Talking in terms of generations (Baby Boomers, X, Y and so forth) is so intellectually lazy that it seems to give practitioners a license to turn their brains off, and speak almost entirely at random. Still, even at its worst, there has normally been some sort of attempt to keep the dates straight. But how about this piece from Bernard Salt of KPMG? Focusing on Generation Y, born over the 15 years to 1991, Salt says Generation Y is too hip for the Boomer humor of “Hey Hey, it’s Saturday” and goes on to observe “Generation Y humour is best encapsulated in Seinfeld.”
So Generation Y is “encapsulated” by a show about neurotic, self-absorbed boomers that started its run when they were still being born (1989), and showed its last episode at at time (1998) when lots of them were more interested in collecting Pokemon cards than in watching sitcoms.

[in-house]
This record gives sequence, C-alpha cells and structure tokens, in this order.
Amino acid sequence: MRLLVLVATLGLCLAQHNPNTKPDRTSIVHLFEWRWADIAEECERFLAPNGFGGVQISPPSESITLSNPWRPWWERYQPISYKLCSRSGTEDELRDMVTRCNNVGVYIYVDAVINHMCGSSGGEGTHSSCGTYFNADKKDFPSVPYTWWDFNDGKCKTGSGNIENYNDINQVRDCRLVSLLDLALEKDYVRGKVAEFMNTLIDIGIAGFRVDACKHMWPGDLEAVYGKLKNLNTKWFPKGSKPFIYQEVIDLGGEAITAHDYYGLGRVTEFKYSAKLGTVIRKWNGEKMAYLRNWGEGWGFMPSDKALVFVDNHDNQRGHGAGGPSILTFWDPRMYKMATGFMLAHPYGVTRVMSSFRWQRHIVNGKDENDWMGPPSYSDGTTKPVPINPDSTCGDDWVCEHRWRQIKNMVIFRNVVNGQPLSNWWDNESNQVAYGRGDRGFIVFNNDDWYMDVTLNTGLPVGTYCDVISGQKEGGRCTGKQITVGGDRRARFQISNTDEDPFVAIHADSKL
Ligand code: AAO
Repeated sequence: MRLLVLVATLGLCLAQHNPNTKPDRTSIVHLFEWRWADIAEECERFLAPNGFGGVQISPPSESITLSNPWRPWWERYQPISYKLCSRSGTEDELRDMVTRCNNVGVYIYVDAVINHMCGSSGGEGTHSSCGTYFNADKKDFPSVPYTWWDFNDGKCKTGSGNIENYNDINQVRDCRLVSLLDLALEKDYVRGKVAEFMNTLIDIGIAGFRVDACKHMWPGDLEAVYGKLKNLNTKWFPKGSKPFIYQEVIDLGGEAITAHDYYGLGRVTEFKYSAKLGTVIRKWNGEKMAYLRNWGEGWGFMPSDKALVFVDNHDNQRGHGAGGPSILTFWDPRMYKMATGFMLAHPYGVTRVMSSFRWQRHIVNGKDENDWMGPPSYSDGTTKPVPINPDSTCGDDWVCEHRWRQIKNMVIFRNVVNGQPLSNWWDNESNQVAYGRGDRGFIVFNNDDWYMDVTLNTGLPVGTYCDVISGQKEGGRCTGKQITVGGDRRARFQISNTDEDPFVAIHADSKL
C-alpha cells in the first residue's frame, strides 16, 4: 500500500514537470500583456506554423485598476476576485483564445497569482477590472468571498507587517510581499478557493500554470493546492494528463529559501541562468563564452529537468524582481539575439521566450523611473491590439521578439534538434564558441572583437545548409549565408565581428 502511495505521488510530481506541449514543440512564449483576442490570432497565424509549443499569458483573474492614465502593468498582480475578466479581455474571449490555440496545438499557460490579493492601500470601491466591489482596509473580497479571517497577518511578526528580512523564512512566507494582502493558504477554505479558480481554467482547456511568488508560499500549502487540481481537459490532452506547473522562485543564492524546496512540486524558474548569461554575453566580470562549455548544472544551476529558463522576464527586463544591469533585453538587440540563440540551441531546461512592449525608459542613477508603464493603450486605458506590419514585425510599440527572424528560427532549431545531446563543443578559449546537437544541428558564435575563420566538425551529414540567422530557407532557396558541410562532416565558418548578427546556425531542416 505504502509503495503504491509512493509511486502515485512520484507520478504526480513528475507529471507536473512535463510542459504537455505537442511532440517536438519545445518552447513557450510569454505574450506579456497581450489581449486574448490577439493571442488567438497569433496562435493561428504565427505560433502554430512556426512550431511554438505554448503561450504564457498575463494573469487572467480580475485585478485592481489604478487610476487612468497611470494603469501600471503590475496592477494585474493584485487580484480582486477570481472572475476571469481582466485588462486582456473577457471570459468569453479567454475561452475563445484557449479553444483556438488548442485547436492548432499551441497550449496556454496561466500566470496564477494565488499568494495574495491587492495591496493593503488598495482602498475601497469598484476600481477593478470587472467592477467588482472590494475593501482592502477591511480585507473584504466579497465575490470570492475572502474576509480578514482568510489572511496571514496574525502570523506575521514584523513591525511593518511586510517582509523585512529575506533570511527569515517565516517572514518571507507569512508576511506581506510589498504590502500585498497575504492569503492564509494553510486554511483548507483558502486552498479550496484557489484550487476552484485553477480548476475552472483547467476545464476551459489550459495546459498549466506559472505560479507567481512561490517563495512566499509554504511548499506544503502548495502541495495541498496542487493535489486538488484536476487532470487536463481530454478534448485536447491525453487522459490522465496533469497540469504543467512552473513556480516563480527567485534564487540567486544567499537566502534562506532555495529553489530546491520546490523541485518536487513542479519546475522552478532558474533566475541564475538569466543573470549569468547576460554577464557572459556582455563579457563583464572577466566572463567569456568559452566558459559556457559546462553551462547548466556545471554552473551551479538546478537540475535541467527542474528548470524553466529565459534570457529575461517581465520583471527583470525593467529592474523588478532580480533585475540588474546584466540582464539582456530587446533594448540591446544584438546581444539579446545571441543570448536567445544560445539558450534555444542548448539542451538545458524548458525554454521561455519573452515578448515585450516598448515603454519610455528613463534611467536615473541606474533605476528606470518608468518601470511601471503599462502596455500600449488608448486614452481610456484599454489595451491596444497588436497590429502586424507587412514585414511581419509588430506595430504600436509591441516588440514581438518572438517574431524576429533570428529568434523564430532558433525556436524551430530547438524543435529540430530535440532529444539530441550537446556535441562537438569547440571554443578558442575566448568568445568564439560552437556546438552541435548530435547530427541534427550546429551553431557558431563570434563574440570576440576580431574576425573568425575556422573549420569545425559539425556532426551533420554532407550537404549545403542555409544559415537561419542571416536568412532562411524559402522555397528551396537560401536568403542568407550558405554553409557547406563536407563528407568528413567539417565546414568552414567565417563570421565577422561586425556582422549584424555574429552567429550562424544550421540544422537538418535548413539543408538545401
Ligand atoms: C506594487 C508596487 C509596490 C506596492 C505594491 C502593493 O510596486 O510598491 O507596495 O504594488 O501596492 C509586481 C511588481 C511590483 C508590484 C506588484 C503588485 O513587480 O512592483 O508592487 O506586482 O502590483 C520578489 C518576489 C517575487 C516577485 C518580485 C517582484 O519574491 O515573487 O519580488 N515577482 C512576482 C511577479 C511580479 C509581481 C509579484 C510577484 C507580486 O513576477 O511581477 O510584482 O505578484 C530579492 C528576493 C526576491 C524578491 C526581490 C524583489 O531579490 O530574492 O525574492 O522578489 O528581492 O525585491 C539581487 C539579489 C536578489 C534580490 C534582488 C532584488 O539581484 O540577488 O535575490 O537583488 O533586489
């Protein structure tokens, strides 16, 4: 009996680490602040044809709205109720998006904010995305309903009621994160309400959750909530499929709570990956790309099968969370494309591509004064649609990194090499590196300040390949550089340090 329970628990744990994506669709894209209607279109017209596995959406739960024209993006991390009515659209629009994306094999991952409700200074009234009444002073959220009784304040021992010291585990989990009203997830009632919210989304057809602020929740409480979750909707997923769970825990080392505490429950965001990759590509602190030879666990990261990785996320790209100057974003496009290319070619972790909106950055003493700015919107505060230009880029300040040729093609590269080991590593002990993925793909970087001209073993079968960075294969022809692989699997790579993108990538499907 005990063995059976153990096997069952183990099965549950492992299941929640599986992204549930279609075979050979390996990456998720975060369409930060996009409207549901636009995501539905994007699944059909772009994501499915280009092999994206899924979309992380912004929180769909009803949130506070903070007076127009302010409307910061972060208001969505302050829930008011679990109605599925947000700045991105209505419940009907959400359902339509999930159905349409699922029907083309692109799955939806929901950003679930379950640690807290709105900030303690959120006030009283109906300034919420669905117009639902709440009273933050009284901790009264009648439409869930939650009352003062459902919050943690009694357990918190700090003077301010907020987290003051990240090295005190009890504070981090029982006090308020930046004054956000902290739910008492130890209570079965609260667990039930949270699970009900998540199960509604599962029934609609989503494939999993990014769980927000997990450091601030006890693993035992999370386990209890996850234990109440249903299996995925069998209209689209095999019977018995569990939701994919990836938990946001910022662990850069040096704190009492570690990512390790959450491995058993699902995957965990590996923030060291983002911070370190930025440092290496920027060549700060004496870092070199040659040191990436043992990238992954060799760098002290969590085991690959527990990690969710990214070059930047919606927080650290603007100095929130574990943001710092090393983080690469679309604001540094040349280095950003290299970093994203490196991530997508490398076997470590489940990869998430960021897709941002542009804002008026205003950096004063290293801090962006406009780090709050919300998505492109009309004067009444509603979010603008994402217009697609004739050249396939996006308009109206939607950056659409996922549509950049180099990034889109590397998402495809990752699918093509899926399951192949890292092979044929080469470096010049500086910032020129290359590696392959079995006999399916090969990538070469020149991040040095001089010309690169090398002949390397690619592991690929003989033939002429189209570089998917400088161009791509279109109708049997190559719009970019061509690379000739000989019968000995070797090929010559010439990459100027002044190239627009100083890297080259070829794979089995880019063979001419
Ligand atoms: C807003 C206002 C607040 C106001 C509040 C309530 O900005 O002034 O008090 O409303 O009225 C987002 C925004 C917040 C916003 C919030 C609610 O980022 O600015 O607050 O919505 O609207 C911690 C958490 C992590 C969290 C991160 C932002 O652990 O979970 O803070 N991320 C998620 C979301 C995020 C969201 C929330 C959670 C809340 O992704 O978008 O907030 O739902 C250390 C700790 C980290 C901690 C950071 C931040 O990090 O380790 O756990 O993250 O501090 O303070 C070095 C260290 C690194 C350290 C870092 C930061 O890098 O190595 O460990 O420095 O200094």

I don’t know why Salt is bothering with poor old Ozzie Ostrich. On this dating system, he could identify the boomers with Bob Hope and Bing Crosby, or for that matter with Lily Langtry and Lola Montez. Will no-one ever call a halt to this nonsense?
fn1.Seinfeld was born in 1954, three years after Daryl Somers
When I first read the eschatological works of Hal Lindsey and others, one of the favorite themes was numerological analysis of the Book of Revelation, in which the EU figured prominently.
And I stood upon the sand of the sea, and saw a beast rise up out of the sea, having seven heads and ten horns, and upon his horns ten crowns, and upon his heads the name of blasphemy.